Revenge of the Nerds (1984, rewatch)
Revenge of the Nerds was released 34 years ago, in 1984; right at the dawn of the computer age, and at the heels of the feminist movement of the 1960s and 1970s. 1984 saw the release of Apple's popular "1984" TV ad and their founder, Steve Jobs and Steve Wozniak receiving the National Medal of Technology, while Bill Gates' face was on the cover of TIME magazine. 1984 also saw the first American woman walking in space and the first female nominated for Vice-President by a major party. However, all those changes were still seen by some as rarities, or exceptions, and not the norm. To many, "nerds" were still "nerds", and women were still "just women". A lot has changed since then, not only in technology, but also in the way women and the so-called "nerds" are perceived. In many ways, Jeff Kanew's irreverent romp succeeds in acknowledging the latter, but not the former."Times are changin', Betty. These nerds are a threat to our way of life."
Revenge of the Nerds follows Lewis Skolnick and Gilbert Lowe (Robert Carradine and Anthony Edwards), two smart but socially awkward freshmen, as they set out to enjoy their first year at Adams College. Unfortunately, they find themselves to be the object of ridicule and bullying by the Alpha Betas, a fraternity comprised mostly by football players and cheerleaders. Along with a small group of outcasts, Lewis and Gilbert decide to set the record straight by forming their own fraternity, while also trying to get back at their tormentors.
I like the way Rotten Tomatoes' consensus describes the film: "undeniably lowbrow but surprisingly sly". I feel that is mostly accurate, as the film clearly takes a mostly lightweight approach to the plot, with lots of gross-out humor and sexually-tinged jokes that were very typical in the 80's. Unfortunately, some of these is done at the expense of the women on the film. Although there are some moments where the film shows smart, strong-willed women, most of the time they are objectified and seen as just "sexual objects" put there just for the pleasure of the men. There is one particular scene that features what would be considered now a borderline(?) sexual assault, but since she enjoyed it, all is well, I guess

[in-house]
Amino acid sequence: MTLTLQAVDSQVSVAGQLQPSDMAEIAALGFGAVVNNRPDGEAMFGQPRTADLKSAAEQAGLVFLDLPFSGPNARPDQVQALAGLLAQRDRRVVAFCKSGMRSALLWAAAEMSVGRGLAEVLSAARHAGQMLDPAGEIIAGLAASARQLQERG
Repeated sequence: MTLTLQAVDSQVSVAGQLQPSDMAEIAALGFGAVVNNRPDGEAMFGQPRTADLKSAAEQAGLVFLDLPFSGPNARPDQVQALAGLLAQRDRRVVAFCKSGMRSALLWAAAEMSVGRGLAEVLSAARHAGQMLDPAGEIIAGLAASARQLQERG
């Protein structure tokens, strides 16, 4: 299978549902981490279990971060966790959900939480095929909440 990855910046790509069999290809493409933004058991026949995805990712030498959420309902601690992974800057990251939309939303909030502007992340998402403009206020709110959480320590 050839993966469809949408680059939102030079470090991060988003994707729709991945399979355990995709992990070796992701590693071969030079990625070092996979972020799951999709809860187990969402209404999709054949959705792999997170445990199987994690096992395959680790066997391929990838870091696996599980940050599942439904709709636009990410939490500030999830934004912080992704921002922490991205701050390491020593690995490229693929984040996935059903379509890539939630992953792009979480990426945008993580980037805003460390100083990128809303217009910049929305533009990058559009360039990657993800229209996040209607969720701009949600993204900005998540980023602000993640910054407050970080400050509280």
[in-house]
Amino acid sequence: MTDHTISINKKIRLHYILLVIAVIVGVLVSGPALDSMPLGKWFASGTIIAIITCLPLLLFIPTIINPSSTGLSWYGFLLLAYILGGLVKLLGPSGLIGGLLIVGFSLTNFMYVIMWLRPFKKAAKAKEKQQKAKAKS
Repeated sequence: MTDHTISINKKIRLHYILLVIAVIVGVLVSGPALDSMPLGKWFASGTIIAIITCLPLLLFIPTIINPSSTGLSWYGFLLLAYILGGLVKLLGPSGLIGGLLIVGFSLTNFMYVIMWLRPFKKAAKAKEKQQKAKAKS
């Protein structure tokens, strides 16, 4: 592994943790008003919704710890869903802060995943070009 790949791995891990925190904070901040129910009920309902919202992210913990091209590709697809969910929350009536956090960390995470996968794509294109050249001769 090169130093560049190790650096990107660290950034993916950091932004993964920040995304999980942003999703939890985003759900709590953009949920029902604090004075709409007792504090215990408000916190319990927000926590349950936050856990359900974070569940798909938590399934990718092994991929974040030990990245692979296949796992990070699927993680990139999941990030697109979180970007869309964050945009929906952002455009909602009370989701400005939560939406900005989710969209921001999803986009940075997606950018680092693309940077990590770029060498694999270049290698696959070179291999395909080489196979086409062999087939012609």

Putting that aside, the film manages to succeed by instilling their ensemble of characters with an honest personality and an undeniable charm, as opposed to the exaggerated machismo and harsh torture of their asshole rivals. The film plays its cards mostly in black-and-white, and it really is not hard to root for the underdogs, considering the level of humiliation they are subjected to. There are some moments where you might wonder why are they engaging in the same kind of behavior as their rivals, but I like how the climatic competitions shows them mostly outsmarting them with their wits and cleverness.
Most of the cast is pretty good, with Edwards effectively conveying most of the insecurities and frustration of the "nerds". All of the "nerds" are neatly delineated and well played, but Curtis Armstrong (Booger) clearly steals most of his moments. On the "jocks" side, Ted McGinley is solid as the douchebag quarterback/captain, Stan Gable, while Donald Gibb (Ogre) goes mano-a-mano with "Booger" in terms of scene-stealing. But IMO, the best performance of the film comes from John Goodman as the angry Coach Harris, who leads his "jocks" and fuels most of the abuse towards the "nerds" with what can only be described as pure hate. Not to take the film too seriously, but his last speech to his team, and the subsequent aftermath, is loaded with some seriously dark undertones about how these behaviors and insecurities are carried into adulthood. Sometimes I wish the film would've addressed this better. I think the film botches the ending a bit with an ineffective melodrama (particularly Lewis' speech), but it still works in some levels.
I've seen this film lots of times, since I was a kid. As someone who was never part of the "cool" clique during school, I always found a way to identify with the struggle of the underdogs, the bullying and the ridicule, and find solace in them gaining their respect. 34 years later, I can still have fun with it, but wish the film could've addressed some of the issues in a more serious manner in the midst of all the fun. Times are changin' for sure, the "nerd" culture is mostly thriving with pride, while women have continued to rise upwards among society. Let's hope that we can all acknowledge both of them as equals despite our differences, and not as a threat to our way of life.